When the King gave medals to the Royal Navy as a personal thank-you for their participation in the late Queen’s funeral procession, he noticed a sailor’s growing baby bump.
Nearly 150 sailors and officers who played significant roles on the day Queen Elizabeth II was laid to rest received honors from Charles in the form of the Royal Victorian Order (RVO), which was given independently of Downing Street and in the King’s gift.
As the Queen’s coffin was carried from Westminster Abbey to Wellington Arch in the city, 40 Royal Naval Ratings, also known as a Sovereign’s Guard, marched behind to serve as a break.
Paisley Chambers-Smith, a medical assistant who was eight months pregnant, received a silver Royal Victorian Medal at the event at Windsor Castle for dragging the gun carriage with her co-workers.
Since there is no Royal Navy ceremonial maternity clothing, Ms. Chambers-Smith, 25, of Chesterfield, Derbyshire, who is seven months pregnant, wore a blue summer dress to the ceremony.
After the outdoor ceremony at Windsor Castle, the medic, who when not on deployment works with civilian medical personnel at the NHS Queen Alexandra Hospital in Portsmouth, said: “It’s not something I envisioned doing so quickly in my career.
“The training was so hard but worth it, and on the day it was a massive honour to be there.”
She was accompanied by her Royal Marine companion Sergeant Stephen Leonard, 34, who was on duty in Parliament Square as part of the street lining party stationed along the path the casket took.
His head was bowed in respect, so he did not notice Ms. Chambers-Smith marching by; but, the medical assistant caught a glimpse of him in her side vision.
The 25-year-old said about the funeral day: “Massive to be there. Pride took over when you walk through the streets of London and just knowing that you’re there and a part of history forever.”
Commenting on her brief chat with the King, who presented mostly medals alongside some higher RVO honours, she added: “He was asking how the training was for the funeral, which was hard – it was tough and the new boots hurt your feet.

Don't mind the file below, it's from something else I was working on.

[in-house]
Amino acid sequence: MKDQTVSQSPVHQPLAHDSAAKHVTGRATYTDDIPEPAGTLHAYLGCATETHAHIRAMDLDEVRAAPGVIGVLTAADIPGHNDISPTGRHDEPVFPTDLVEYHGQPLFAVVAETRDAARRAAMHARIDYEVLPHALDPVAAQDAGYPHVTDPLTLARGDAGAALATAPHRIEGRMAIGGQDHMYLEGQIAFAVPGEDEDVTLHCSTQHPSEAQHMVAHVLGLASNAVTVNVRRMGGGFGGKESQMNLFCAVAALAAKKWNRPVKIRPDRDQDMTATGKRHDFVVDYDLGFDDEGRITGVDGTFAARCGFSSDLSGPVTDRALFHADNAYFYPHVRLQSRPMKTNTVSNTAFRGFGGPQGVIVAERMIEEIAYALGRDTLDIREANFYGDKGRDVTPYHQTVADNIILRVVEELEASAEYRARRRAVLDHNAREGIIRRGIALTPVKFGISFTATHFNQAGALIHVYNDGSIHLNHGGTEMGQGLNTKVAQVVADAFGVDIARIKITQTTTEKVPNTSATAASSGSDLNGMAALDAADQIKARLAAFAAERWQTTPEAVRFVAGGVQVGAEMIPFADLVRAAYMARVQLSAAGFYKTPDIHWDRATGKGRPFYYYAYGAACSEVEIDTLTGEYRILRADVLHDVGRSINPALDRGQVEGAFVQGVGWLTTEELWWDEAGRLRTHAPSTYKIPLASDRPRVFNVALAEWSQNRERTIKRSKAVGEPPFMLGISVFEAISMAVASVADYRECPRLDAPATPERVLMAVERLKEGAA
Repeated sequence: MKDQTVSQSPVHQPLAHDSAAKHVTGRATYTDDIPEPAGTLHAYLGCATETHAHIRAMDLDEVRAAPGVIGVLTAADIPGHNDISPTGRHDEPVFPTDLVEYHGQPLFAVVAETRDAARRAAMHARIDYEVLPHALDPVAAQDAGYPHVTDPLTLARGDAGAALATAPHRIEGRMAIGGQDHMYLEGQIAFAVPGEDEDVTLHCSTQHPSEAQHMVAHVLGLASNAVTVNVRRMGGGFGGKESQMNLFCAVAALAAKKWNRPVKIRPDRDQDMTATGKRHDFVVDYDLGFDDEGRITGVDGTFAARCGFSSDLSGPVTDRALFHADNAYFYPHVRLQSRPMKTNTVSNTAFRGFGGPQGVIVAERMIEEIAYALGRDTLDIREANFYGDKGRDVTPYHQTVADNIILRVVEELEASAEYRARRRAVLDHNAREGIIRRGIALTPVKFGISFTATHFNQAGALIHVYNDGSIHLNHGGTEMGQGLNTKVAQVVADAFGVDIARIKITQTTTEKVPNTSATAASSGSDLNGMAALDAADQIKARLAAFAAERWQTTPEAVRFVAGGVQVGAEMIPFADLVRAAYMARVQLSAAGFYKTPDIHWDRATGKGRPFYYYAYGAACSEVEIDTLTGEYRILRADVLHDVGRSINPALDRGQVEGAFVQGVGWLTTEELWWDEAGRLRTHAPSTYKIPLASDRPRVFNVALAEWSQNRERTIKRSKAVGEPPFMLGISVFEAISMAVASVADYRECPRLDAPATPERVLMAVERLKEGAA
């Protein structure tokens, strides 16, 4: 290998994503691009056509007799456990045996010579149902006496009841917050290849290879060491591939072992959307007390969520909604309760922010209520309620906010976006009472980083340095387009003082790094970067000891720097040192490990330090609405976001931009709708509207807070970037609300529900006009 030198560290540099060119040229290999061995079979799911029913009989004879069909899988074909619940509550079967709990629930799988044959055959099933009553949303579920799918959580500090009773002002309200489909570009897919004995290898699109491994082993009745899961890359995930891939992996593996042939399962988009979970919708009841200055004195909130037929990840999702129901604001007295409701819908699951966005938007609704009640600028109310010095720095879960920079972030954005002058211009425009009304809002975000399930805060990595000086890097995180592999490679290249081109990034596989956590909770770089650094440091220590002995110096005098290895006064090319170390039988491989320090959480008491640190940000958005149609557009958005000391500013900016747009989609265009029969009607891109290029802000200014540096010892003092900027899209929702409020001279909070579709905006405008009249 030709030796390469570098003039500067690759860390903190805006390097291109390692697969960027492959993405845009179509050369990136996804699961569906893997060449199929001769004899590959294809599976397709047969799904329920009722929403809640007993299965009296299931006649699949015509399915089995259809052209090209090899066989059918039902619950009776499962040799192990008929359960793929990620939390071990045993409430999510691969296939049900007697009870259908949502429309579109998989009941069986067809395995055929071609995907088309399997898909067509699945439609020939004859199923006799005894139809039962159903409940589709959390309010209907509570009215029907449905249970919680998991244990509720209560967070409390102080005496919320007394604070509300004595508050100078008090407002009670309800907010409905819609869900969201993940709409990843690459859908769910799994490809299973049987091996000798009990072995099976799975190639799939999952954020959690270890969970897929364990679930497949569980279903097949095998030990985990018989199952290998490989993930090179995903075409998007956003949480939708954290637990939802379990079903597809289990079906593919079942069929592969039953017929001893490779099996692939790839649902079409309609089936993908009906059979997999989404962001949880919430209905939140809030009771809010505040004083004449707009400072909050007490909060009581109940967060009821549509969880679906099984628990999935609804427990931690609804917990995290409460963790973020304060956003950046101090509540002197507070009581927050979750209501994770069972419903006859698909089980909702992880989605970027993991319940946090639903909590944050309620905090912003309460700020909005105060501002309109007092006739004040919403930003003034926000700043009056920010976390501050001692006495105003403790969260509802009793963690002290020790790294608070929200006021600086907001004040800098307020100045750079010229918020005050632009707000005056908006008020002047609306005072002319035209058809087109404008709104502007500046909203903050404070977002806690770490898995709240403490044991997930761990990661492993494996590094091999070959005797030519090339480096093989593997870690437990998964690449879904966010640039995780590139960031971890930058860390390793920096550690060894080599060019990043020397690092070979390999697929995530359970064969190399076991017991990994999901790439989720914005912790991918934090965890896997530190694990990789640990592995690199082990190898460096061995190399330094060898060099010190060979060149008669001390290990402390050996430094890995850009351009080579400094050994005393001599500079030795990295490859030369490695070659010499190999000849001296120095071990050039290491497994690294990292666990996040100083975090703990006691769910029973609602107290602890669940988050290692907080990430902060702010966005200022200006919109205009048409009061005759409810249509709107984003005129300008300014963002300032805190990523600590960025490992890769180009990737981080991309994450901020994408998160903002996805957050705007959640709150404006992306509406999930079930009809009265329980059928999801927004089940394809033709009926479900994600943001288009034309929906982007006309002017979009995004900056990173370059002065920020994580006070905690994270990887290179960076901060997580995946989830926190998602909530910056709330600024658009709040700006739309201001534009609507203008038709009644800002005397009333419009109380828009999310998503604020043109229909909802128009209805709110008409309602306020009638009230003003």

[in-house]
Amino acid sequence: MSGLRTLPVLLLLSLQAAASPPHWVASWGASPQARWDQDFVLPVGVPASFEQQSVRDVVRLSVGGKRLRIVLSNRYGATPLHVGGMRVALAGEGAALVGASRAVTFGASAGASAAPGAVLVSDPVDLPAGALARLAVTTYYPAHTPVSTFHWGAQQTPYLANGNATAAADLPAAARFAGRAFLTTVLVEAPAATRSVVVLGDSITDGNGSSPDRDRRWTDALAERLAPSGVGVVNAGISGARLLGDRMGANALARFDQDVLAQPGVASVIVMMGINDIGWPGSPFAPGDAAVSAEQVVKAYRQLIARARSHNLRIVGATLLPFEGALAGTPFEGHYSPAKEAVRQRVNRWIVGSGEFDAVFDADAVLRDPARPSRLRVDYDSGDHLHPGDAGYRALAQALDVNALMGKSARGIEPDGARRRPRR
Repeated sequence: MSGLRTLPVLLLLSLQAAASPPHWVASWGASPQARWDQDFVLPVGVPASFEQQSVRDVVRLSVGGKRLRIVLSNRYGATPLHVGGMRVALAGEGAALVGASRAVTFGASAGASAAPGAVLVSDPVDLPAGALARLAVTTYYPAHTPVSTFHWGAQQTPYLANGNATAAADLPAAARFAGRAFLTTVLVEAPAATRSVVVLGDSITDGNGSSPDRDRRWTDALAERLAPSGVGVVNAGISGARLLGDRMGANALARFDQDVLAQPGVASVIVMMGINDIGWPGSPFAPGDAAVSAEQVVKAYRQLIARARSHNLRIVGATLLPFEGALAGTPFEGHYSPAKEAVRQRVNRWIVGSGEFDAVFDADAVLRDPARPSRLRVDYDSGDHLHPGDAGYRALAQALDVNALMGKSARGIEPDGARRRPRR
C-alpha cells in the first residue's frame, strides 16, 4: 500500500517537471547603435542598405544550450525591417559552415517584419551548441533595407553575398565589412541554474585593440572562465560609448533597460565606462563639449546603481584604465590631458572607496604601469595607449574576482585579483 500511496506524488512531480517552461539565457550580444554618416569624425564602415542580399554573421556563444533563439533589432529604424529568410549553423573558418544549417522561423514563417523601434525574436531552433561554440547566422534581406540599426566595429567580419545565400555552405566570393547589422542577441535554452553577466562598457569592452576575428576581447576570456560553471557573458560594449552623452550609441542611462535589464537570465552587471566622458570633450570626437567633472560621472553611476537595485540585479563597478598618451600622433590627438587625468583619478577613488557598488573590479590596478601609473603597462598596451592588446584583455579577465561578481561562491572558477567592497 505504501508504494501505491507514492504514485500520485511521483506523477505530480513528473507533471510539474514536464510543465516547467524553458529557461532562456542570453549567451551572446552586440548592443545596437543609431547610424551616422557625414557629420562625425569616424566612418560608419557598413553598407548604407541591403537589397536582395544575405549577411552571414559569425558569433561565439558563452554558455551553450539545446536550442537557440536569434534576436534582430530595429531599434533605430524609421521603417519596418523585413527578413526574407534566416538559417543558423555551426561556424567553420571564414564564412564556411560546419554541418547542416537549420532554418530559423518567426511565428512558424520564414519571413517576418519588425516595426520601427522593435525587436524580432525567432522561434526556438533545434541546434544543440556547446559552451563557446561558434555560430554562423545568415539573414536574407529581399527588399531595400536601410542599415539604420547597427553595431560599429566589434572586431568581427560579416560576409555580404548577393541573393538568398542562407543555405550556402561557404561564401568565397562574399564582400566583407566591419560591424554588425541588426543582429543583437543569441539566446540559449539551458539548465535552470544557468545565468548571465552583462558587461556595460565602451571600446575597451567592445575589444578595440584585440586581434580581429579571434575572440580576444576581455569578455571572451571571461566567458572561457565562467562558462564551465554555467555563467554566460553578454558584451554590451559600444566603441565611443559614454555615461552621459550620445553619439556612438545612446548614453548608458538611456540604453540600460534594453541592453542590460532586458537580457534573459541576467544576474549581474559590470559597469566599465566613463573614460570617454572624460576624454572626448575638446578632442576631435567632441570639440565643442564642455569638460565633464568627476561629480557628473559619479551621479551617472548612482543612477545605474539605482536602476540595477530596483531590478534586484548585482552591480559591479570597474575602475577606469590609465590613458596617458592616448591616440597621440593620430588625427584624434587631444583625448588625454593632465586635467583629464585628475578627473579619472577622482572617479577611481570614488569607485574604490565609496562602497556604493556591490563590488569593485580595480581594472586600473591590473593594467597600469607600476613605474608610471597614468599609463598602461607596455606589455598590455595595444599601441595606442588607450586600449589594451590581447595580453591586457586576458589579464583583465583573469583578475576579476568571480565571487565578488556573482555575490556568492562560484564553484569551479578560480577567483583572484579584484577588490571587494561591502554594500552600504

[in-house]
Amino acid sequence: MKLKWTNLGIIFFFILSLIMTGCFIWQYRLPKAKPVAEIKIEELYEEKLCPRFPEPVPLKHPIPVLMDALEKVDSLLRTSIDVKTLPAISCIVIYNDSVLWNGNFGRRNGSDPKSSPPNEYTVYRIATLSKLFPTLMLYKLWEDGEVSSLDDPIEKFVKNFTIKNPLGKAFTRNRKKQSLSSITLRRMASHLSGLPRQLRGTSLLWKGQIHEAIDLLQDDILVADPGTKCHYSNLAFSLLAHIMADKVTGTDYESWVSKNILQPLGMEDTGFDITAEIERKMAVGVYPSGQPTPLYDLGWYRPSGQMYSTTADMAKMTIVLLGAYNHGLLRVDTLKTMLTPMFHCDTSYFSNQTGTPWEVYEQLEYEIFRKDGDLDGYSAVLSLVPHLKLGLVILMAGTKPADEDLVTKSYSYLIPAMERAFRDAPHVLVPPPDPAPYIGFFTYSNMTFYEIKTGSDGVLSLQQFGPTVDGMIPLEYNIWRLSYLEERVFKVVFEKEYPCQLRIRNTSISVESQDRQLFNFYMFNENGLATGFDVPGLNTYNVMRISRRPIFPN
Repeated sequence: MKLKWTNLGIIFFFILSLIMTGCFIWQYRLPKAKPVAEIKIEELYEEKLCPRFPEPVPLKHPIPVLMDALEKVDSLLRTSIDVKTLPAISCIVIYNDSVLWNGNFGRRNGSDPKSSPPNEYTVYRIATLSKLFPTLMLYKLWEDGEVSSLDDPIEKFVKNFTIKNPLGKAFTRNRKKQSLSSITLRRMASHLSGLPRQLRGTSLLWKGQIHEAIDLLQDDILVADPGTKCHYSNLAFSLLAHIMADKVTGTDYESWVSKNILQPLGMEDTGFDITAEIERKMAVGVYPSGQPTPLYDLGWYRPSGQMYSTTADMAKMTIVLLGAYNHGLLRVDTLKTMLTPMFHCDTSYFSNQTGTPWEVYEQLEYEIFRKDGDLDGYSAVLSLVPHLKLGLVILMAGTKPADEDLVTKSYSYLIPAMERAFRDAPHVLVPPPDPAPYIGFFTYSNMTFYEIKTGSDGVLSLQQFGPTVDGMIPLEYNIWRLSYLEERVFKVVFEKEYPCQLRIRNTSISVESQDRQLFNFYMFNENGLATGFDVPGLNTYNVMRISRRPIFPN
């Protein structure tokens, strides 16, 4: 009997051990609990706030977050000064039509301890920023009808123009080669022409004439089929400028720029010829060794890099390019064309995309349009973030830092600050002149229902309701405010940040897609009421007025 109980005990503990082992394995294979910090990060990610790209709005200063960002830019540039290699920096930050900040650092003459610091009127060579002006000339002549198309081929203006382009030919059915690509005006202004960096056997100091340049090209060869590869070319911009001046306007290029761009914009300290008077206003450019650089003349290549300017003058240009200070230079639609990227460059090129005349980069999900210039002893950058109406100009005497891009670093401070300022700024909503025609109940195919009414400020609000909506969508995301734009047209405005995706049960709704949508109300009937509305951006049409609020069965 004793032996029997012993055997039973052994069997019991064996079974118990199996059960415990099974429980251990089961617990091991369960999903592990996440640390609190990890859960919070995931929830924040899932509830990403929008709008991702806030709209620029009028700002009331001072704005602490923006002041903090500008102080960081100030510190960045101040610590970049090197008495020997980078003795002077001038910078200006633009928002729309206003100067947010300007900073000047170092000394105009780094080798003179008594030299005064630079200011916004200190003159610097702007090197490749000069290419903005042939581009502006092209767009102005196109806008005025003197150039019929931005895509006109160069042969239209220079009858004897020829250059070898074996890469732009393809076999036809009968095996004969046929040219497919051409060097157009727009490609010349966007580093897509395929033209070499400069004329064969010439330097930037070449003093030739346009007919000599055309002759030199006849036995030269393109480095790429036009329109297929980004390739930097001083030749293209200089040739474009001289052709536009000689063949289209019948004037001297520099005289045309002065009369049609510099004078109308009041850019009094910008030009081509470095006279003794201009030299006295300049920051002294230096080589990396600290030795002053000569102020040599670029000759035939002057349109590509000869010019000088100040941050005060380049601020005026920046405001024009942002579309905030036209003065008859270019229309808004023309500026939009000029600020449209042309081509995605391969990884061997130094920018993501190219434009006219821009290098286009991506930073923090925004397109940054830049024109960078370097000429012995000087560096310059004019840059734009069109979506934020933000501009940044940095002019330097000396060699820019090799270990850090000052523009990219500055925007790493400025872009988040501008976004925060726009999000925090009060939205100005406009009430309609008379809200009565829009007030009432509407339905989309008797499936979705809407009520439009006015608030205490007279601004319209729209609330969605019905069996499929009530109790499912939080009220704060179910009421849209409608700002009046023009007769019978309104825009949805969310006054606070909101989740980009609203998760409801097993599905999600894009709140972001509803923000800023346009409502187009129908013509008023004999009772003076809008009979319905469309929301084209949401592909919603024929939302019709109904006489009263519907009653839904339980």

“He asked when the baby was due and how it was, standing in the heat.”
Ms. Chambers-Smith left the three rows of Royal Navy sailors receiving honours and was provided a seat after her presentation because her baby was due in July.
Six naval ratings who appeared to have fainted were taken off the parade ground in the strong July sun, but at least two of them later came back to get their meals.
Class I Warrant Officer Eddie Wearing, the Royal Navy’s state ceremonial training officer, had been in charge of organizing the service’s preparations for the Queen’s funeral since 2015.
He spoke on the short turnaround required to get the Navy ready for the significant public event after being made a member of the RVO for his efforts.
WO1 Wearing said: “Everybody was recalled and the training commenced. We had 10 days from start to finish to get everybody in uniform and trained at the right level for the funeral on the 10th day.”
He added: “It’s something from a command perspective we had rehearsed… it’s just getting the people ready and that’s what takes the time, but I personally think we’re absolutely on point.”
One of the gun carriage’s officers and a member of the RVO was Commander Nicola Cripps.
She said: “As the funeral cortege passed through the crowds fell silent, and the connection between people became very apparent.
“Individuals would reach out and touch each other as they saw the gun carriage pass, so it meant as a group, as a body of men and women, we were really united in that unique experience of taking the Queen to her final resting place.”